Recently, Ernie Smith wrote a good piece about starting online communities in Associations Now. In the article, he referred back to the Reddit volunteer moderator revolt I wrote about last August, and offered some tips for organizations just beginning to build online communities. For associations looking to build strong online communities from the ground up, I’d build upon Ernie’s tips a bit, as follows:
1- DON’T JUST BUILD FOR YOURSELF–BRING EVERYONE ELSE ON BOARD.
For many associations, the first step in building an online community is purchasing software. While software is the foundation on which your community will live, there are important steps to take before you start building. Start developing relationships and creating a shared vision for what the community can become early on, before you buy any software or even start the selection process. Consider creating a community steering committee who will ultimately become your community champions. The more personal the interactions you establish before the community is built, the more buy-in you’ll have before the community is even up and running–and the easier it will be have those champions begin cultivating a strong community once it’s up and running.
2 – BUILD A COMMUNITY FROM AN EXISTING BOND.
This is where associations have a distinct advantage over brands looking to build online communities–association members already have an existing bond, which is baked into the association. However, far from being a slam-dunk, in my experience, this is often a loose bond. Yes, your association represents an industry or a profession, but while that bond does already exist, you may see better success building a community around a smaller segment of the membership with a bond stronger than mere shared membership or professional affiliation. For example, instead of just one overarching community for all members, initially focus on special interest groups, new members, members who hold the association’s certification, etc. Those niche groups will likely bring you some early wins in terms of engagement, participation and enthusiasm about the community, and you can then use those successes and community champions to springboard your community to the broader membership.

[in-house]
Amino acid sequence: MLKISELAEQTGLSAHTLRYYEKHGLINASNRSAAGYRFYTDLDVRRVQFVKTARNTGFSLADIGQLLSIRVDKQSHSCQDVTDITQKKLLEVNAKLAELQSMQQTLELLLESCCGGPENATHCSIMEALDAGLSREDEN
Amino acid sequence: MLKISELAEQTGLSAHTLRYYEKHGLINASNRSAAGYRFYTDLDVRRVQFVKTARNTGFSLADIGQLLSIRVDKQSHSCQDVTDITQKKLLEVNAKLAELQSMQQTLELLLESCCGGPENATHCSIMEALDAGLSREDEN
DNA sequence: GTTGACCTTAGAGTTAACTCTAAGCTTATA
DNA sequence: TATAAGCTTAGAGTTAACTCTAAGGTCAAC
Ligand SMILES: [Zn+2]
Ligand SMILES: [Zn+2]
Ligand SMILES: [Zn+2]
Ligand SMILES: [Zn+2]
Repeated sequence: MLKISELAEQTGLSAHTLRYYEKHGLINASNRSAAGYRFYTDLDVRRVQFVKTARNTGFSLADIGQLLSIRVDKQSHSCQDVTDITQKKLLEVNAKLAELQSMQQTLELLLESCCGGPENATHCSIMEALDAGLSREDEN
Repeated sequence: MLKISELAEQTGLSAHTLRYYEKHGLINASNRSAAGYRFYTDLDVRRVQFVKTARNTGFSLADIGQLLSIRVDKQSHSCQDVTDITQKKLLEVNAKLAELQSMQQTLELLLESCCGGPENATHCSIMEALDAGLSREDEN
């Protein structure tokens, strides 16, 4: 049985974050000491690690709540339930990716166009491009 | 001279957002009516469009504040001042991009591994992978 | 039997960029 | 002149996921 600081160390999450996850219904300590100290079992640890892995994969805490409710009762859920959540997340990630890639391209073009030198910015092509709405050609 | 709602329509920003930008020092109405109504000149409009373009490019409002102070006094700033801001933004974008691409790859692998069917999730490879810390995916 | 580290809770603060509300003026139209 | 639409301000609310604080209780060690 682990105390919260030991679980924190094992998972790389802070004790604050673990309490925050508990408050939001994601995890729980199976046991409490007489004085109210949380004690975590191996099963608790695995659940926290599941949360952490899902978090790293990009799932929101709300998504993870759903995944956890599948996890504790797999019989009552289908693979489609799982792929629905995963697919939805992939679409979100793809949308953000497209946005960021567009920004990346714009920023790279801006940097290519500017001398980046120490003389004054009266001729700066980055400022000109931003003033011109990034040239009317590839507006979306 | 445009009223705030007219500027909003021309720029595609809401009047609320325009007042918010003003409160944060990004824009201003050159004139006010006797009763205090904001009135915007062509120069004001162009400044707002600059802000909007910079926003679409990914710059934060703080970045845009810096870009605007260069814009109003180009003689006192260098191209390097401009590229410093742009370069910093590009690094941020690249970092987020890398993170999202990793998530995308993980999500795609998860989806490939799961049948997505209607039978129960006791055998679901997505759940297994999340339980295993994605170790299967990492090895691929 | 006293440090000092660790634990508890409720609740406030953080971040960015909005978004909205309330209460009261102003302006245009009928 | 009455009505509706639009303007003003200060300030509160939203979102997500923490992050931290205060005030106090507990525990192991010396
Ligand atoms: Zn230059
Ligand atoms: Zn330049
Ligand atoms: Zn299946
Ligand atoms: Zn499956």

3 – JUST BECAUSE A BOND EXISTS DOESN’T MEAN THEY KNOW YOU DO.
This one is sort of a head-scratcher for associations, because obviously your members know your organization exists. That said, to grow their community, associations should leverage their other points of contact with members (newsletters, social media, magazines, events, etc.) to continually raise awareness of the community. General calls to action like “Join a conversation with your peers!” are less effective than specific calls to action like “See what [specific member or industry expert] had to say about [hot topic in the field your association represents] this week in our community.” Also, look at your community as a hook to bring new members on board, or at least to raise awareness about your association among the broader community of potential members, customers or event attendees. Even if your community is a member-only benefit, there are ways to surface interactions and resources behind the community wall to larger constituencies.
4 – MAKE SURE YOUR COMMUNITY MANAGERS ARE GREAT STORYTELLERS.
Hmmmmmm. What community managers? Let’s get real here. Most association communities don’t have a manager. They took the “if you build it they will come approach”….and the results often are proof positive that this strategy just doesn’t work if you’re trying to build a strong, engaged community (and who isn’t?). My most successful clients have one thing in common: A dedicated community manager. Even if they’re not great storytellers (and most of the ones I work with aren’t!) this is still the #1 predictor of success. If someone is focused on community, the community thrives. Whodathunkit? So storytelling aside, make sure your community managers just ARE…as in, have one–or, ideally, more than one.
5 – ALL EMPLOYEES SHOULD KNOW SOMETHING ABOUT COMMUNITY UPKEEP.
This one is spot-on and I agree entirely. One of the top roles of a community manager (assuming you have one) is coaching other staff on how to engage in — and harvest the benefits of — the community. The full time community managers I work with hold regular meetings and brown bag lunches with their co-workers to ensure the principles of effective community management are spread far and wide. And more than just community upkeep, the more staff who are aware of what’s going on in the community, the more likely your association is to be successful in integrating the community into all aspects of the association’s other offerings…which, in turn, will fuel continued community growth and engagement.